Trumbull Woods was once a deserted farm that belonged to the James Ellsworth Estate. The overgrown orchards, natural springs, woodlands and wildflower filled meadow came to the attention of Dr. Harlan and Mrs. Dorothy Trumbull in 1935 while they were searching for a small parcel of land to provide “wholesome exercise and enjoyment” for themselves and their young son, Gordon. The Trumbulls were delighted by the wild beauty of the property and purchased the 47 acre parcel intending to use it as a retreat and nature preserve. Both of the Trumbulls were chemists so The Acres appealed to their keen interest in science and the natural world. They would spend the next 44 years dedicating countless weekends to clearing debris, growing numerous varieties of native plant life and cutting trails through the woodlands. They developed relationships with several naturalists who helped them identify the surrounding flora and fauna which lent to hours of plant observation and birdwatching.
In 1936 the Trumbull’s built a small summer cottage to serve as a casual gathering place “where hospitality and cheer could abound”. They shared the bounty of their apple trees and vegetable garden with friends and colleagues. Additionally, they hosted picnics, campfires, holiday dinners and nature walks.
Historically interesting are the accounts that Johnny Appleseed planted an apple tree here in 1837 and the children of abolitionist John Brown roamed these woods in the 1840s, collecting water from the spring that can be found beside the cottage. Just under the bridge next to the remaining fireplace, a stone can still be seen with the words HEALTH 1841 etched onto its surface. Reportedly, one of John Brown’s sons etched the words because the spring was safe to drink from. People drinking from untreated water sources during this period often became ill and died so this was a blessing for the Brown family who lived a primitive lifestyle in the woods.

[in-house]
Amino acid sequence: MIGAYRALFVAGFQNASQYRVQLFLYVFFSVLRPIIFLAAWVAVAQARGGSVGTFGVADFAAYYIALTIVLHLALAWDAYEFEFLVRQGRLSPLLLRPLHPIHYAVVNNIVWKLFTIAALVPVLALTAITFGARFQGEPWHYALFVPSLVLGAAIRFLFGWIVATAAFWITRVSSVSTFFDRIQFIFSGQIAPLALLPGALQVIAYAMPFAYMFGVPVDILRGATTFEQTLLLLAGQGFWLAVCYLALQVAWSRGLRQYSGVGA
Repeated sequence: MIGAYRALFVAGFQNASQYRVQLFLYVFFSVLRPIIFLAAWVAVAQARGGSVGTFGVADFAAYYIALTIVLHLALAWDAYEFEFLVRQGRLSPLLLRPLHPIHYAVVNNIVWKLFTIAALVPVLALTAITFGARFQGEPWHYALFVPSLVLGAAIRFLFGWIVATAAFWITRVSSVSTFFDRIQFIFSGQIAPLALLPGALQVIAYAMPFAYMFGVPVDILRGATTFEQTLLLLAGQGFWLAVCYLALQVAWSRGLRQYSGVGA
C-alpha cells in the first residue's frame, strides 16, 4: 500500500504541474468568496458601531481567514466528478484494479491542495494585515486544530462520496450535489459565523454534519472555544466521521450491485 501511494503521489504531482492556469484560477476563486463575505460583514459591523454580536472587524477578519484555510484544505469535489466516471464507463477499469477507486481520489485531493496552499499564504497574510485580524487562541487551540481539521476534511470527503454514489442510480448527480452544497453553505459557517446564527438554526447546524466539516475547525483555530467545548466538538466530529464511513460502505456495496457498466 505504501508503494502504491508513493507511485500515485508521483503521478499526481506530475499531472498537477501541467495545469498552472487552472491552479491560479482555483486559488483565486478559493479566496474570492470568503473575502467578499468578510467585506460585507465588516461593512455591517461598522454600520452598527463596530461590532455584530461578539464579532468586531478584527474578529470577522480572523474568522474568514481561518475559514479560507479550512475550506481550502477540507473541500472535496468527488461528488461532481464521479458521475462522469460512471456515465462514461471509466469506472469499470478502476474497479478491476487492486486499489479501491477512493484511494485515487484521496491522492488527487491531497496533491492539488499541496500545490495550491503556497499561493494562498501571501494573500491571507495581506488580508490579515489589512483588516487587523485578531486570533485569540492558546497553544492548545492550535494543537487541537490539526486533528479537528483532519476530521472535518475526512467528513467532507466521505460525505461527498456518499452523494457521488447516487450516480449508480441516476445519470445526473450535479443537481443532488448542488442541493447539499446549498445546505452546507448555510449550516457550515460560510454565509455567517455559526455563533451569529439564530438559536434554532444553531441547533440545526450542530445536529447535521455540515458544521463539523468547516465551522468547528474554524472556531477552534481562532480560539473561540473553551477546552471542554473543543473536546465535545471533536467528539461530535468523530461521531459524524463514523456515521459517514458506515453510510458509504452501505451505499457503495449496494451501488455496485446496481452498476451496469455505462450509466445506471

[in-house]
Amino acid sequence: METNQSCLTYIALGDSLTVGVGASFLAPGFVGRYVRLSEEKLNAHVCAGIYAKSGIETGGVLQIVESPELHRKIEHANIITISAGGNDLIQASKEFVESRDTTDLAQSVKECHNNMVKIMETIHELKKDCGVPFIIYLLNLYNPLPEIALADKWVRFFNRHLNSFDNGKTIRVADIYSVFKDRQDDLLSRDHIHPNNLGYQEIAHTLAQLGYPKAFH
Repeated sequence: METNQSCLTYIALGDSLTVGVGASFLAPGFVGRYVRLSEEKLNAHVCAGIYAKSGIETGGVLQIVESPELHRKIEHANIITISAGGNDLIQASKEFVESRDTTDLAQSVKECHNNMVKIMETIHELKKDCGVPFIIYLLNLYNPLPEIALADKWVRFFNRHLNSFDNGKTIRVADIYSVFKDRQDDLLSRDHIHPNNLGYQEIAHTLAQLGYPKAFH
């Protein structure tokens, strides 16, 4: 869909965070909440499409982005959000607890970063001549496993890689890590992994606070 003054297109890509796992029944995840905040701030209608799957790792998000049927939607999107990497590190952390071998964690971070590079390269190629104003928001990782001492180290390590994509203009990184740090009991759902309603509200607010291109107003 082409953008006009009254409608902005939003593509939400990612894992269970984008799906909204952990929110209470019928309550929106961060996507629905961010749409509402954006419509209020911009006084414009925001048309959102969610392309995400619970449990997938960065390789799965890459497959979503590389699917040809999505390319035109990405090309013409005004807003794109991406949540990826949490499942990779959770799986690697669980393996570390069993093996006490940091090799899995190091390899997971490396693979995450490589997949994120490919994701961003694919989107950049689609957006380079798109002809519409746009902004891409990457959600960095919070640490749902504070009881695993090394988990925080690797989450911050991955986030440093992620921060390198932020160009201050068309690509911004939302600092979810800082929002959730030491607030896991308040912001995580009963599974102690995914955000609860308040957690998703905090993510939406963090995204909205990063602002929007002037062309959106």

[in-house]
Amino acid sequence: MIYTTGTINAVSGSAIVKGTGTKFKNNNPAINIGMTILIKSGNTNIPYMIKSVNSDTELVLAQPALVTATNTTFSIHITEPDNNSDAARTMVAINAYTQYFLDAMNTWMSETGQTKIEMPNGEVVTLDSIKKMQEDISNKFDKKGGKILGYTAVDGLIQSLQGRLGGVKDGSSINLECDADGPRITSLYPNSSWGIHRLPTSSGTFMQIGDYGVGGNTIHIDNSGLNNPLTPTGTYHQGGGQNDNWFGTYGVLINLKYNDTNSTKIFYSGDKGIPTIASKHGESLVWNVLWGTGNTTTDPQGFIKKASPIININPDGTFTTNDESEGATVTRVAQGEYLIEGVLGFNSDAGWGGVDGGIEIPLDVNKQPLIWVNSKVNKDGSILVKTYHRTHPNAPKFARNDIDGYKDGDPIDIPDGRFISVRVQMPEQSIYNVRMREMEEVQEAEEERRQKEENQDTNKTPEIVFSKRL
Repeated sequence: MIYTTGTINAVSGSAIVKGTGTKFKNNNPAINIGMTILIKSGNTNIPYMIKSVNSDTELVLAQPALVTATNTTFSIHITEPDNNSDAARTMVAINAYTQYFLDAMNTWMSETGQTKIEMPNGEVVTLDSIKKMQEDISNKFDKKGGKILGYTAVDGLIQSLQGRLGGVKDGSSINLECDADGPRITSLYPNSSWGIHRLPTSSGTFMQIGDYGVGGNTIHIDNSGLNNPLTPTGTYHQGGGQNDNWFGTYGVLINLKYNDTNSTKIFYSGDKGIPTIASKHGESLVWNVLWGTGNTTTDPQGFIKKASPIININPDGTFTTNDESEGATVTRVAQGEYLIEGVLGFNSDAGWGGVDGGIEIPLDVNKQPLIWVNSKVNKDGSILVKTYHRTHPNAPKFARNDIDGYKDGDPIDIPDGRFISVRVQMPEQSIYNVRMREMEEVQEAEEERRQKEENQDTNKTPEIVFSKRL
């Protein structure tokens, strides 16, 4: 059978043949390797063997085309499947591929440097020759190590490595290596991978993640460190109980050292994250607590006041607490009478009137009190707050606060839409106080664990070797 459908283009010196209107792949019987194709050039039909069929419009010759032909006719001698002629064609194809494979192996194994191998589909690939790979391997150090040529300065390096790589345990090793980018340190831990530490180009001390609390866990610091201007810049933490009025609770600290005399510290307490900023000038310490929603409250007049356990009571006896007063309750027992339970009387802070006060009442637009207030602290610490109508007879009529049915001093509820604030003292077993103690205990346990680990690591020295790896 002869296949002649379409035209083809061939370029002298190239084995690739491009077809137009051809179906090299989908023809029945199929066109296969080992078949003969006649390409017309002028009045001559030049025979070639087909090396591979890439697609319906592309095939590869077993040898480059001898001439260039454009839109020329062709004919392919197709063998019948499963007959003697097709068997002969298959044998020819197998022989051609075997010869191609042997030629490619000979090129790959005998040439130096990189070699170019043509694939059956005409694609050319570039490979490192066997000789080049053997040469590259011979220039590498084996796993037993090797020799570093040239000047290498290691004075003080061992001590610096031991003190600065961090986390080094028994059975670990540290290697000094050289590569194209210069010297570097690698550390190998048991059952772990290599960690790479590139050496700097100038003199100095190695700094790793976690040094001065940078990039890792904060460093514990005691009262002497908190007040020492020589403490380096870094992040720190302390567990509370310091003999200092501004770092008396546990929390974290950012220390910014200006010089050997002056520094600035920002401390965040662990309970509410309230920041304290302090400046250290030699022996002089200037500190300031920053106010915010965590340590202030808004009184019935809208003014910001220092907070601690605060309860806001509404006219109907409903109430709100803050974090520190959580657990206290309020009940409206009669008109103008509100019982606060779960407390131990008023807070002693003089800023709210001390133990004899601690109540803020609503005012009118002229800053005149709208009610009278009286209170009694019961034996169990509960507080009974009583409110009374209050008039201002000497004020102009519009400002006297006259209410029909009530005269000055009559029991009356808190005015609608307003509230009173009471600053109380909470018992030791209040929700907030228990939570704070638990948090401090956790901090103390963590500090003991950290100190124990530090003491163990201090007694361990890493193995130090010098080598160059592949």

The Acres would encounter some misfortune in years to come. In 1965, approximately 12 acres of meadowland and forest were destroyed when US Freeway 480 was built through the property. In 1971, the cottage was razed by the Hudson Fire Department at the request of Dr. Trumbull due to persistent vandalism. The stone fireplace where many merry evenings were spent still remains standing.
By 1978, the aging Trumbells decided to determine the fate of the remaining 20 acres of their beloved retreat. Both felt they had a “duty to posterity to pass on the physical and spiritual benefits they had enjoyed for nearly half their lives “ while owning The Acres. In 1979, the remaining property was deeded to the Hudson park system to be used and maintained as the Trumbull Woods Nature Preserve we enjoy today.